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Tianjiao Zhang, Christine A Curcio, Yuhua Zhang; Variability in human cone topography enabled by adaptive optics scanning laser ophthalmoscopy (AOSLO) imaging of foveal centers. Invest. Ophthalmol. Vis. Sci. 2015;56(7 ):5885.
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© ARVO (1962-2015); The Authors (2016-present)
Accurate assessment of variability of the human cone topography is important for interpreting the effects of aging and disease on the photoreceptor mosaic. We measure foveal cone densities to acquire a better estimation of variability between eyes of single individuals and between individuals, using a new generation research AOSLO.
Forty eyes of 20 subjects with normal retinal health aged 19-29 years were studied. The refractive errors of the participants range from -3.0 D to 0.63 D and the fellow eye refractive error difference of individual subject is less than 0.50 D. AOSLO was performed to image the cone photoreceptors. Cone density was assessed on a two-dimensional mesh grid over the central 2.4 mm x 2.4 mm macula at up to 139 points. Mean cone densities, standard deviation, the coefficient of variation (CV), and cumulative cone numbers as a function of eccentricity were calculated to estimate the inter-subject variability. Cone density difference between fellow eyes was statistically assessed with a mixed model approach and quantified by the root-mean-square (RMS) and the maximum difference.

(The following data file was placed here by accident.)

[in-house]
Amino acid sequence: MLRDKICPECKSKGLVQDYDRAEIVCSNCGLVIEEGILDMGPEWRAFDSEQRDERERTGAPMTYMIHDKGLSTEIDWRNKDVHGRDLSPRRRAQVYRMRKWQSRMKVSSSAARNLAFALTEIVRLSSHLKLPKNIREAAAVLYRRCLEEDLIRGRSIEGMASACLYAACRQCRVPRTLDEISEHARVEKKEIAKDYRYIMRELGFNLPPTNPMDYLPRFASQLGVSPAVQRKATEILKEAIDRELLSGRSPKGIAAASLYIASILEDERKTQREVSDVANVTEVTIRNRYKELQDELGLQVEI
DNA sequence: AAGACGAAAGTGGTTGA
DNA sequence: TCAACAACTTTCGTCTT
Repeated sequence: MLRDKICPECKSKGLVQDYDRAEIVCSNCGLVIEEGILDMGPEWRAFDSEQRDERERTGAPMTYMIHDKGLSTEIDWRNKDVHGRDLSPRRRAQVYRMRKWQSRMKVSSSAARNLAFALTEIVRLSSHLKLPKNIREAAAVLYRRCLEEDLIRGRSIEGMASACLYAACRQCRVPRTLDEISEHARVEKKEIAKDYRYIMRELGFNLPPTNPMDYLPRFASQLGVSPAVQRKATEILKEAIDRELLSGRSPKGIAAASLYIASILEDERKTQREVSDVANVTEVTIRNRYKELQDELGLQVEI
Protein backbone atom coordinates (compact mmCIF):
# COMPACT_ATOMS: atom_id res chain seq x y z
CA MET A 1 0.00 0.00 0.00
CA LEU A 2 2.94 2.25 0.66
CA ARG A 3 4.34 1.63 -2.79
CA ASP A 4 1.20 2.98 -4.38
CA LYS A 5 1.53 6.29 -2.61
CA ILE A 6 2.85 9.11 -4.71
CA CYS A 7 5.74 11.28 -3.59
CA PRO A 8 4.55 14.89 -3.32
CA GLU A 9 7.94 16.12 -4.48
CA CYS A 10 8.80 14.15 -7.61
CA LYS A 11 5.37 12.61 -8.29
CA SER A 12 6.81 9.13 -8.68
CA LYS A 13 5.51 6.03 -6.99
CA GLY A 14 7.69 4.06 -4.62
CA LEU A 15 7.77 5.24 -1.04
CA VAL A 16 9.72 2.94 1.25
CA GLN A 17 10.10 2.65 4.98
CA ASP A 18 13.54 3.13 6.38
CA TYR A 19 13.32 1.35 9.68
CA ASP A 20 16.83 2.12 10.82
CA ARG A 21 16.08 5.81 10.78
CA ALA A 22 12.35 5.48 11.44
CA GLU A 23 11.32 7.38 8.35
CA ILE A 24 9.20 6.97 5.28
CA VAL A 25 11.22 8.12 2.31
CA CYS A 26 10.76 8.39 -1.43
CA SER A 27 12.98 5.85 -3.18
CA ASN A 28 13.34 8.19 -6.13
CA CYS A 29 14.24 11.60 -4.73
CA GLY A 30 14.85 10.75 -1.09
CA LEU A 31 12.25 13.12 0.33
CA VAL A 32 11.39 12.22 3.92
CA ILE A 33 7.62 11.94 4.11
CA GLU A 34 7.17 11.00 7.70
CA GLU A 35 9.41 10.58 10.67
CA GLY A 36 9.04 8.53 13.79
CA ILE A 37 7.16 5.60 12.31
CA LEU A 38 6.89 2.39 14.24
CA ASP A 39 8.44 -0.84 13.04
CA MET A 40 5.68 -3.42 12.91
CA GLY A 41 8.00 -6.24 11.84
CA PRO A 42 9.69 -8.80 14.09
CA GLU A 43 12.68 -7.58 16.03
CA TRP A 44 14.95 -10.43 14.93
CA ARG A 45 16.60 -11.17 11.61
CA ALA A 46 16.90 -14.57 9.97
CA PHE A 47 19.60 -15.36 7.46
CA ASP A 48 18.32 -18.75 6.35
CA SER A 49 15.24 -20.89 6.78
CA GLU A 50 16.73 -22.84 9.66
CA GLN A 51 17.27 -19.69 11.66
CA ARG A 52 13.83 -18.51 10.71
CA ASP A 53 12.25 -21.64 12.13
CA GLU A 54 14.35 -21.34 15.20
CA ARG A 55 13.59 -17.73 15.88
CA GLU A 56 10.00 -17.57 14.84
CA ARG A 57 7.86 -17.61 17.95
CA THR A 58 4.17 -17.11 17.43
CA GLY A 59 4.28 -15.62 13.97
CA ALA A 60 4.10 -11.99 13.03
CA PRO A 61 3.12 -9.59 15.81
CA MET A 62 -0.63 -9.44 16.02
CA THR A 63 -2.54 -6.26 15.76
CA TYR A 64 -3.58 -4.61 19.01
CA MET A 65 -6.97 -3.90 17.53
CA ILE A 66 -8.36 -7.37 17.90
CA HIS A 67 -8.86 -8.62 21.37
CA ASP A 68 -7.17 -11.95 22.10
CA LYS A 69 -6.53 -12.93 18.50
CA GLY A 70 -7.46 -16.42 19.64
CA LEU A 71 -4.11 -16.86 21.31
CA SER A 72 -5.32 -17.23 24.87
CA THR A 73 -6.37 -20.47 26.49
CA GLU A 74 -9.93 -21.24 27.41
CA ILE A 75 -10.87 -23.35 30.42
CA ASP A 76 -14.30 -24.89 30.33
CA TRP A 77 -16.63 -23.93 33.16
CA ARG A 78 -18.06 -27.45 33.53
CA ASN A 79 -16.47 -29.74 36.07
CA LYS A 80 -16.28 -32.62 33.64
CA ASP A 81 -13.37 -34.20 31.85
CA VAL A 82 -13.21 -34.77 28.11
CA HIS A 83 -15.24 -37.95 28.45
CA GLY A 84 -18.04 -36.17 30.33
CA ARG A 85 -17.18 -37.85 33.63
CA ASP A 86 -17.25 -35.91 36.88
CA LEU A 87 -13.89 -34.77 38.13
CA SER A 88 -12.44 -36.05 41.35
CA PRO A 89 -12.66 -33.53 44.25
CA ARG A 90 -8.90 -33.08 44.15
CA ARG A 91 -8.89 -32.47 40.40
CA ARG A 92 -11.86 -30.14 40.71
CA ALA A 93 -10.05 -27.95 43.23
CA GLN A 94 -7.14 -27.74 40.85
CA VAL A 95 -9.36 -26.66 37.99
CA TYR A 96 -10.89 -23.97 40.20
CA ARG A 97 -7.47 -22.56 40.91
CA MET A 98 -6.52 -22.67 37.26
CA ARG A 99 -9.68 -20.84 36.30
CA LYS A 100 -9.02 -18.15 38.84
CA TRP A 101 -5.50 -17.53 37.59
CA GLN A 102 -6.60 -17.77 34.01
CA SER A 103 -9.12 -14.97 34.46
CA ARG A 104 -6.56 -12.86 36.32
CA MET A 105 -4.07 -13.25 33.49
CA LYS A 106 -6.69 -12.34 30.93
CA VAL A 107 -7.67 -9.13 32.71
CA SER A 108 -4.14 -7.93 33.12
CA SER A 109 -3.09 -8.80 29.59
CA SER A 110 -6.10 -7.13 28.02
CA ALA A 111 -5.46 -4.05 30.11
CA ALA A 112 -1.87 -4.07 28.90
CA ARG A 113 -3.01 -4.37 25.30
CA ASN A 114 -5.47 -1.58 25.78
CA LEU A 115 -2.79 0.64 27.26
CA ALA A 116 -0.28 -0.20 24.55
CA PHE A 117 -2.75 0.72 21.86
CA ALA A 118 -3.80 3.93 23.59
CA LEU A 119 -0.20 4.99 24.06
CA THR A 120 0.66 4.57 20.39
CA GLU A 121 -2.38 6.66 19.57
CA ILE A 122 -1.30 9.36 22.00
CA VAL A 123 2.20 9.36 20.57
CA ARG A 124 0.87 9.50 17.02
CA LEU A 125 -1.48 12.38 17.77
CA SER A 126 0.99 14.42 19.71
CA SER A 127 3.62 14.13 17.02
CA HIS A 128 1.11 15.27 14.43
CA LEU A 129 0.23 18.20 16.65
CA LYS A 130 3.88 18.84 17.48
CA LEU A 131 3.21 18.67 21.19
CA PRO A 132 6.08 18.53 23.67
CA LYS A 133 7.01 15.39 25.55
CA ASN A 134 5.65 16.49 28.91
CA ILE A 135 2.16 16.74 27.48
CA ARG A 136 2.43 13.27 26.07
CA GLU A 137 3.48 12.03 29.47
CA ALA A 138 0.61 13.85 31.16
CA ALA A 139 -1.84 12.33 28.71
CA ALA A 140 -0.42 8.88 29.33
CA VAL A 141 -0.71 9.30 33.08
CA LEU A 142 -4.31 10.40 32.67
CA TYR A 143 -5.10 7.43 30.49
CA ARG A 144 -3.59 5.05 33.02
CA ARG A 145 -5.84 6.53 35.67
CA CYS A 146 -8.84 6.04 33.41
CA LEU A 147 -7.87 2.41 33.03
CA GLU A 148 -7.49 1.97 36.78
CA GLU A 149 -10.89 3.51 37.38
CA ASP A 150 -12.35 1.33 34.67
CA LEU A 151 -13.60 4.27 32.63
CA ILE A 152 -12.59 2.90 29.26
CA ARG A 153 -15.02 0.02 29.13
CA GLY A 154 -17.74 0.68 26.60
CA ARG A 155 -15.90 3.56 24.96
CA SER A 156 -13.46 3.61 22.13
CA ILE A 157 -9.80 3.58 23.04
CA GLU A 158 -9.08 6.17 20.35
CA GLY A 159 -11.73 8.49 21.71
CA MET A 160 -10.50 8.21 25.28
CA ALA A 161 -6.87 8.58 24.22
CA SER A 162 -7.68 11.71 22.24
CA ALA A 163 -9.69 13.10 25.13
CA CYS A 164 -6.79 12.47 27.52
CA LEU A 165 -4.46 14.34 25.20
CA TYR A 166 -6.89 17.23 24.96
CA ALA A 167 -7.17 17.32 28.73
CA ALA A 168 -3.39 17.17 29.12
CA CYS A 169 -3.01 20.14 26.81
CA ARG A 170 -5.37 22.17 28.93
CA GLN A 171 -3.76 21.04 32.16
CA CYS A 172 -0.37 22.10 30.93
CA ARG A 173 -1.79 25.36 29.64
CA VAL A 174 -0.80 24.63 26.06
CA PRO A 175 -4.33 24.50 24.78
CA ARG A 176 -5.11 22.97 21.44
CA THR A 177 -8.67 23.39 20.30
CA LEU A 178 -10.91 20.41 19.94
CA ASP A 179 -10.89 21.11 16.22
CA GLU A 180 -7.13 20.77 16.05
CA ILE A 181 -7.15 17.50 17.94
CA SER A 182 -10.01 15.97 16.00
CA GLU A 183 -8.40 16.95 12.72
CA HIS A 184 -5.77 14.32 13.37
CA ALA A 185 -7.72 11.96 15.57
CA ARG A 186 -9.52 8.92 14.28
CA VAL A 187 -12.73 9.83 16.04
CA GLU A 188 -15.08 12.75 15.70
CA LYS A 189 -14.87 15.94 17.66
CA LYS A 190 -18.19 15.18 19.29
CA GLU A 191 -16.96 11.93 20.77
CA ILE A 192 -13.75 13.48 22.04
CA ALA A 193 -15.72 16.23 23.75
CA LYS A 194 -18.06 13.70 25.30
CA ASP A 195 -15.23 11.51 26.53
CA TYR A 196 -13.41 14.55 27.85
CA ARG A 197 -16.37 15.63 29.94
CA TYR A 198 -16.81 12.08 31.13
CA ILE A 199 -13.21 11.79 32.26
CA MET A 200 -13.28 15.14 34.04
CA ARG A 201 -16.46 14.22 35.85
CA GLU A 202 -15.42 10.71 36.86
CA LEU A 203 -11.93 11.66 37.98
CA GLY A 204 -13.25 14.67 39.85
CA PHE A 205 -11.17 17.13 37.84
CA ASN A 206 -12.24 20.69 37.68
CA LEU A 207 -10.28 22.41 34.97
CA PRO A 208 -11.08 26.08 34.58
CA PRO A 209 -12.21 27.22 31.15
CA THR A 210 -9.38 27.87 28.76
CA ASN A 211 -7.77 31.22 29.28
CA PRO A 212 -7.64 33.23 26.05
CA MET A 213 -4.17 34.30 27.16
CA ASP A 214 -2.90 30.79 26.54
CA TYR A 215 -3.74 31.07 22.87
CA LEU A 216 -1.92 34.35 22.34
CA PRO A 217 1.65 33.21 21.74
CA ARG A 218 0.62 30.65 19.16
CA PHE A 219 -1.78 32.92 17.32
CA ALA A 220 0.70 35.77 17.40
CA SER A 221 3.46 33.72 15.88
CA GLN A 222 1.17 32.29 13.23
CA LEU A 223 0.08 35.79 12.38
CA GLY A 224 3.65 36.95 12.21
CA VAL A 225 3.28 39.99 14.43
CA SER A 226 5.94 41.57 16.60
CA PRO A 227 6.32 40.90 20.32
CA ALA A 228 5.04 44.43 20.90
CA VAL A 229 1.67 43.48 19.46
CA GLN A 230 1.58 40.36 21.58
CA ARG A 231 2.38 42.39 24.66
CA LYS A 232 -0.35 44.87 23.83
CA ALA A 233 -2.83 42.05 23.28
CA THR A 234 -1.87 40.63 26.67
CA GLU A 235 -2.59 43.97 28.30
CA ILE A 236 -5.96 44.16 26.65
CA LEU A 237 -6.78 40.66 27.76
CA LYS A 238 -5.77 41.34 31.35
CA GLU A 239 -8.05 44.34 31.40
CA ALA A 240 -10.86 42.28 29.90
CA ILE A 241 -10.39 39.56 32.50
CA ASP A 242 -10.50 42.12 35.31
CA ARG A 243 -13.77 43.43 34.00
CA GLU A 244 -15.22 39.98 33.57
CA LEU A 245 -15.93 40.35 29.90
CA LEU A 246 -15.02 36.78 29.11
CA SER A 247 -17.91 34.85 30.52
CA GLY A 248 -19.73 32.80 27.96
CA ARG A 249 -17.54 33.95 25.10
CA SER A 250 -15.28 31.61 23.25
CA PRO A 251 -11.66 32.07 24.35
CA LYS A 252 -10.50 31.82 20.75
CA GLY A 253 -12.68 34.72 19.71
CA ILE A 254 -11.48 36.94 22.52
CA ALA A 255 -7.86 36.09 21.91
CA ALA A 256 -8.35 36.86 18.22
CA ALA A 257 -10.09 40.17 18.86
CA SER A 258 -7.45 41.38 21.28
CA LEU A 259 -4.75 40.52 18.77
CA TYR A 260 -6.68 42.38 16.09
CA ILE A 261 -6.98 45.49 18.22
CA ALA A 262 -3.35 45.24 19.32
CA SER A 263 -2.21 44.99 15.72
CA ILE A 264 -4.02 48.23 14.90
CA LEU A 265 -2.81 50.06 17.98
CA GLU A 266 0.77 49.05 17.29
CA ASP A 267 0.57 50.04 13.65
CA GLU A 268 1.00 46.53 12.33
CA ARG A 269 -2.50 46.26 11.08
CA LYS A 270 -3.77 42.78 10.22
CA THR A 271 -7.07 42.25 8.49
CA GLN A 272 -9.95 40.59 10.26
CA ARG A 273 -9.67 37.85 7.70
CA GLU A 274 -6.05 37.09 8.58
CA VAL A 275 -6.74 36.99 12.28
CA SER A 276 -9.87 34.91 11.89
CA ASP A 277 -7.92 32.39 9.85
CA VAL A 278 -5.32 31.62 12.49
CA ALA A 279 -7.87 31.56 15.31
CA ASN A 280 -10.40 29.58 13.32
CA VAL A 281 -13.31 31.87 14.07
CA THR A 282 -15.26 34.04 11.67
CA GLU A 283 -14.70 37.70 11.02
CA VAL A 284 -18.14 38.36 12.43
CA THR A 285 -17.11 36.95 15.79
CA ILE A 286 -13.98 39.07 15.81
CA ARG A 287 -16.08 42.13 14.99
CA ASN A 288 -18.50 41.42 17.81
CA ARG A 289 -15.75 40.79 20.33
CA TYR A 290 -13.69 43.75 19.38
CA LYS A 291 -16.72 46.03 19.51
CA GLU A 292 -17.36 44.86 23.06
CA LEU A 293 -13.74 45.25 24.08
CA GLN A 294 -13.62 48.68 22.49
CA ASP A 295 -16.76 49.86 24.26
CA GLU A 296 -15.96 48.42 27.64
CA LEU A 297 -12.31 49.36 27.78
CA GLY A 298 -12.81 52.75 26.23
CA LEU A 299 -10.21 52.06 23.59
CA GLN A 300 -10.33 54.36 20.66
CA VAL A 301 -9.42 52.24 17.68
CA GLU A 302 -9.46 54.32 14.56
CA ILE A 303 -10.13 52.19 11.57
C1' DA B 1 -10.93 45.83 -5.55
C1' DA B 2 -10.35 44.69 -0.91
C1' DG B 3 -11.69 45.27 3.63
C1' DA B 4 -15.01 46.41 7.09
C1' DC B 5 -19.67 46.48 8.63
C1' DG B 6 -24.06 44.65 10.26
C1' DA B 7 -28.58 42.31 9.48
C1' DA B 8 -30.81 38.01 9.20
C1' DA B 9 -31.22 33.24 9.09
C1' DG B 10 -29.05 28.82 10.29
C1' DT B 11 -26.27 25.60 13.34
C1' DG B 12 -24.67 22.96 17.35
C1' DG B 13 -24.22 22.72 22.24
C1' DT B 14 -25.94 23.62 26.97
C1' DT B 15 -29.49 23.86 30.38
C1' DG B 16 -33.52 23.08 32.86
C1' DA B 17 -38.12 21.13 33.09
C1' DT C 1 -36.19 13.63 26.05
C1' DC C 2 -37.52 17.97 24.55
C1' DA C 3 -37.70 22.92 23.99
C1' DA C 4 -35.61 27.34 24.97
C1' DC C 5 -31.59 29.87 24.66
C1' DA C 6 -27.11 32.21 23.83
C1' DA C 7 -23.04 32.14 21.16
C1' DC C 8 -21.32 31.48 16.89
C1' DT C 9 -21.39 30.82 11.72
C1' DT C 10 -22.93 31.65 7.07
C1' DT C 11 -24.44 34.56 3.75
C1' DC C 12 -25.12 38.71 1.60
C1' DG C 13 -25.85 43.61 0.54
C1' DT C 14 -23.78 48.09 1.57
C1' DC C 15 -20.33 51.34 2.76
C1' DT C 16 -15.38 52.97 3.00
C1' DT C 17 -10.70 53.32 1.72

The peak densities of all eyes are 168,162 ± 23,529 cones/mm2 (mean ± SD) (CV = 0.14). The mean cone density agrees well with the histological data (p = 0.9983 for both eyes). The total number of cones within the cone-dominated foveola is 38,311 ± 2,319 (mean ± SD) (CV = 0.06). The RMS cone density difference between fellow eyes is 6.78%, and the maximum intra-subject difference is 23.6%. There is no difference in the association between eccentricity and cone density in fellow eyes for the superior/nasal (p=0.8503), superior/temporal (p=0.1551), inferior/nasal (p=0.8609), and inferior/temporal (p=0.6662) quadrants of the retina.
By measuring the foveal center cone density in a large number of eyes, we were able to determine the center of many retinae, thereby accurately assessing the cone density variability. Our results agree well with data provided by classical histology. We have confirmed that in living human eyes, though cone densities vary significantly in the fovea, the total number of cones within the cone-dominated foveola is less variant both within and between subjects. Thus, the total number of foveola cones may serve as an important measure for assessing cone loss due to aging or disease.
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